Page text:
The Hollywood Reporter
March 6, 1996
by David Hunter
A fresh and engaging romance set in New York City, writer-director-lead actor Eric Schaeffer’s "If Lucy Fell" pleasantly mixes classic Hollywood comedy with 1990's variations on the old themes of friendship and finding true love.
Playing a cynical, intelligent woman who is impatient to find a suitable mate, the loose and likable Sarah Jessica Parker headlines the TriStar release which should pull in good crowds in major markets and continue as a prime date-night attraction on video.
Following up his well-regarded debut, "My Life's in Turnaround," Schaeffer shows he's a fast-rising talent, delivering a sharp sassy script, stealing many scenes with his manic-but-lovable bachelor character and smoothly handling the directing chores.
With her 30th birthday looming and having painlessly broken up with her latest boyfriend, Lucy (Parker) reminds roommate Joe (Schaeffer) of a "death pact" they made years earlier as friends in college: If by the time they turned 30 they hadn't found love, they'd jump off the Brooklyn Bridge.
To motivate herself and perhaps get Joe to finally make contact with the attractive neighbor Jane (Elle Macpherson), who he's been surreptitiously painting and lusting after for years, Lucy reinstates the deadline, which they mark on a calendar painted on the wall of their cozy apartment.
Experienced viewers will know right away where the scenario is headed, but there's much fun and wackiness in the journey. Lucy’s foray into the dating arena entails a hilarious-in-the-retelling date with a handsome loser (Robert John Burke) and then a major fling with barely articulate artist Bwick (Ben Stiller), whose nutty style of painting provides a hilarious interlude of physical comedy.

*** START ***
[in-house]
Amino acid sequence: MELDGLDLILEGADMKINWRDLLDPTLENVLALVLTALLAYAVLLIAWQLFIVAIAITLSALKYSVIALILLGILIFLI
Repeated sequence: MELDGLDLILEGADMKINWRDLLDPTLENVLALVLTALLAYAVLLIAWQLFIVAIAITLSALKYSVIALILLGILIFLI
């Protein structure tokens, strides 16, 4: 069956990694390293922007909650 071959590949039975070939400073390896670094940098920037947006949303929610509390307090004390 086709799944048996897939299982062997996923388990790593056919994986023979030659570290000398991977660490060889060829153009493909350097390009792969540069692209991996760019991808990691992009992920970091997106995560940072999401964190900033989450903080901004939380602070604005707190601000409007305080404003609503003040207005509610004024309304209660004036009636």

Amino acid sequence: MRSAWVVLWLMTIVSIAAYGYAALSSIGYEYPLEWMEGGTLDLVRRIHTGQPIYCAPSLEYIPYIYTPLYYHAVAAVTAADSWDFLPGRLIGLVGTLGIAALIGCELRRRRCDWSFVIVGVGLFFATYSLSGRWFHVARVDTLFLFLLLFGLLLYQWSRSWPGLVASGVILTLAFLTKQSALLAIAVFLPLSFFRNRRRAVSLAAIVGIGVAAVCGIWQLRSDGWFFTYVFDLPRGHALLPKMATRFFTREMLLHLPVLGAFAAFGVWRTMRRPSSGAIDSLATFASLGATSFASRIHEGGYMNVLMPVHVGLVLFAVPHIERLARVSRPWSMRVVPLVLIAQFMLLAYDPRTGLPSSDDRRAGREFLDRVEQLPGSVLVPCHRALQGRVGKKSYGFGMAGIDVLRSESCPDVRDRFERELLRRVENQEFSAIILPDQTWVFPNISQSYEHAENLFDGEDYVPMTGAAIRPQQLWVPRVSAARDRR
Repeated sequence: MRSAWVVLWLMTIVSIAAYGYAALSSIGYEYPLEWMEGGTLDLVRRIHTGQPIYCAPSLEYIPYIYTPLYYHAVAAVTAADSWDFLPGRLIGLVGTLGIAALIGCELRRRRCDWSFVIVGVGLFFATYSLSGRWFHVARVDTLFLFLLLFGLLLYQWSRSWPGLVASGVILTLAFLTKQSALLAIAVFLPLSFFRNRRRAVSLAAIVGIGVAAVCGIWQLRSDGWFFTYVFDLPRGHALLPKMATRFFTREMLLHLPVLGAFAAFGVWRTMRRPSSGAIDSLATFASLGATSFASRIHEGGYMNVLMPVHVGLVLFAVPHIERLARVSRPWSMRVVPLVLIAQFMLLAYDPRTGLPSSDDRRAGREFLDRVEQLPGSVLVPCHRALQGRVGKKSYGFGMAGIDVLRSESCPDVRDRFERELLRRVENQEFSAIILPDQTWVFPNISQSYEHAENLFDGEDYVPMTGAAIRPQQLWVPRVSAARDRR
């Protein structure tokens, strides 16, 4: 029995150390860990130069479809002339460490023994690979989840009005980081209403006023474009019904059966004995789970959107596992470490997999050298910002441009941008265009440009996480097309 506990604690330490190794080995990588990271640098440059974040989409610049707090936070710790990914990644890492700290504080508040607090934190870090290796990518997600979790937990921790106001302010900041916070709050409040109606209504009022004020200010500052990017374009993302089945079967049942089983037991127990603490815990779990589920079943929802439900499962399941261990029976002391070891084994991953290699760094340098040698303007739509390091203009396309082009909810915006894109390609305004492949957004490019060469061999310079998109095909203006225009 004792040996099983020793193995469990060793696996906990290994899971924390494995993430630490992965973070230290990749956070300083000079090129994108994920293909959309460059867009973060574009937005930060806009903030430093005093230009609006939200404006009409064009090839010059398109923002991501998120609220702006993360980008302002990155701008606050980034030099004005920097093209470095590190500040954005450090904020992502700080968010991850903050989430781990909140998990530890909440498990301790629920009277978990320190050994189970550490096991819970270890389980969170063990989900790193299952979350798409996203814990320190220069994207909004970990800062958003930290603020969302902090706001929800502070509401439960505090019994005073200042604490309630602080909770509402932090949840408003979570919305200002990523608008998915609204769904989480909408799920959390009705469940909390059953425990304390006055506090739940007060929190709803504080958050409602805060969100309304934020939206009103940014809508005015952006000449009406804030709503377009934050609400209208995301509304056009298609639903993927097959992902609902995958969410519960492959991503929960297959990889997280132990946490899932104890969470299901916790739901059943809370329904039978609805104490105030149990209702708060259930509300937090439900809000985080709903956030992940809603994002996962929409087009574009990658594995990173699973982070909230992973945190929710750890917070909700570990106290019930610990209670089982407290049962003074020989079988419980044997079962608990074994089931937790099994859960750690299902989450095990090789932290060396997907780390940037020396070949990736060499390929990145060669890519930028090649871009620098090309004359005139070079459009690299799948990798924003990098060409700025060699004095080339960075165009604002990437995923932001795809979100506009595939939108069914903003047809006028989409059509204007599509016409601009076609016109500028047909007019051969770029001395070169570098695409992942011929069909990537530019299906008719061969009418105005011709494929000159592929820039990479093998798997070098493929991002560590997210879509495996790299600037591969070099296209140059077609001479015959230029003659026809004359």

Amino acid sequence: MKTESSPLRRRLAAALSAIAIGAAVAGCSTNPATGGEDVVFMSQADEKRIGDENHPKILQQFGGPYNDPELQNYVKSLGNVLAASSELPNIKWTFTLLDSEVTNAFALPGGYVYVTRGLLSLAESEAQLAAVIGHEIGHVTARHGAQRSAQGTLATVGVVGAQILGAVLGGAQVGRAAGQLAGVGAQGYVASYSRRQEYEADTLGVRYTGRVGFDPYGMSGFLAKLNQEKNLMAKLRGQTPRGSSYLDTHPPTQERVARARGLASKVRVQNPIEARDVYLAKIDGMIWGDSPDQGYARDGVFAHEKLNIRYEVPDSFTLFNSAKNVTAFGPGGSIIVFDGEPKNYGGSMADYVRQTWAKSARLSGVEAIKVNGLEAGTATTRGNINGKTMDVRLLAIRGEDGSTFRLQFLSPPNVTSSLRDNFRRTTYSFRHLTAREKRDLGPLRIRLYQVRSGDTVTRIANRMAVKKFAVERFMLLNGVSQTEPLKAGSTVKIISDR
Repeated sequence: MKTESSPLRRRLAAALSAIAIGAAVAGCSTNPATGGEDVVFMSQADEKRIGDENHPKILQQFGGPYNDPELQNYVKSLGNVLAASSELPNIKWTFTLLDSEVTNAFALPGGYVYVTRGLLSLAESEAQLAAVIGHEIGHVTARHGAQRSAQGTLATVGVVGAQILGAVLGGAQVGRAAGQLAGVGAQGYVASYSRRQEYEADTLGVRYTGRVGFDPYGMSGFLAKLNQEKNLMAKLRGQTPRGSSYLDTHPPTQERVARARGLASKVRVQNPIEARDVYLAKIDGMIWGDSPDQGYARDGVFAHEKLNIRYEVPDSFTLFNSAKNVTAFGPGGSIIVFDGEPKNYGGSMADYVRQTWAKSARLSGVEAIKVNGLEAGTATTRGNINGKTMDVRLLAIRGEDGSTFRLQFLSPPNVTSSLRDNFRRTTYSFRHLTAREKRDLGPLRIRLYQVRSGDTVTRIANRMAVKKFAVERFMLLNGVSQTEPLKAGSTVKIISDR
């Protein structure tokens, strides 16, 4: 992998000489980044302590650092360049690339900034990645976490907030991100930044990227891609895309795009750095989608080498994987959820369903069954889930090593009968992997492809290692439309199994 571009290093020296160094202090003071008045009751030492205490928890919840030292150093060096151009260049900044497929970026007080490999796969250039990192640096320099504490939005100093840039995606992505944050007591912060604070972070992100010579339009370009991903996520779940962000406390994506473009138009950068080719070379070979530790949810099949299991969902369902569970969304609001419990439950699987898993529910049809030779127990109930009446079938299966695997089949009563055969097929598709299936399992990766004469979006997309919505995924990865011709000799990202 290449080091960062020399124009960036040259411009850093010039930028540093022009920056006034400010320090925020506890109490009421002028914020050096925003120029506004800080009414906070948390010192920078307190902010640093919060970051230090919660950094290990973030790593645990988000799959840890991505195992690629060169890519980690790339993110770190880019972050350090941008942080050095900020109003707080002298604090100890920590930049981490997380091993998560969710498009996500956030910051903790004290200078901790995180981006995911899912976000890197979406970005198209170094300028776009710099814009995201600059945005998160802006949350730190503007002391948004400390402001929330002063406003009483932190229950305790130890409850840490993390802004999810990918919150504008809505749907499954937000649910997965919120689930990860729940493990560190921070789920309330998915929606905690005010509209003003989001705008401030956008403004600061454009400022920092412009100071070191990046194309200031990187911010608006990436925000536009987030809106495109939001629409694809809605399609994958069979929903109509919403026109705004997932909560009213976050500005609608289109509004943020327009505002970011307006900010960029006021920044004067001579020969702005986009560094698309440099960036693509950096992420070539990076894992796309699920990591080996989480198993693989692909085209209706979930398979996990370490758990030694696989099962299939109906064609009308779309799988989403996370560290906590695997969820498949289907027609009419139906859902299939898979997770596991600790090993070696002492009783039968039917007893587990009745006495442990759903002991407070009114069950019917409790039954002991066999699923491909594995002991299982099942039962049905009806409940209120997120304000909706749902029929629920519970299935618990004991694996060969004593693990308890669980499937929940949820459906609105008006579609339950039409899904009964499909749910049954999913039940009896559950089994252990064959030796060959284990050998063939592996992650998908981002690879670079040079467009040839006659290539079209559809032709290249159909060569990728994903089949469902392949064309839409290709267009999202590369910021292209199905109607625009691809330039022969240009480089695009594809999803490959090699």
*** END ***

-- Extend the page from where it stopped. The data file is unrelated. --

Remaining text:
Joe, meanwhile, gets up the courage to meet his dream girl. After winning her with his fawning but sincere charm, they seem on the way to something special. But his earnest search for a meaningful relationship puts him on a different wavelength than man-crazy Jane, who has no such hopes.
Stiller is a hoot in his limited role and Macpherson connects as the object of beauty, but the film belongs to Parker and Schaeffer. The latter is energetic and aggressive in a way reminiscent of Tom Arnold, but he has a Woody Allen-Albert Brooks vulnerability that makes his sex-abstaining lonely heart a wonderfully off-kilter character.
Shot on location in the Big Apple with no embellishments, "If Lucy Fell" boasts fine production values, including Ron Fortunato's naturalistic cinematography. Ginger Tougas' modern metro production design and Ane Crabtree's bathrobes-to-sweatshirt costumes.
Whimsical and crowd-pleasing, the film boasts several effective songs written by Charlton Pettus and Amanda Kravat, who is lead singer of Mary Me Jane, the new group featured on the perky soundtrack.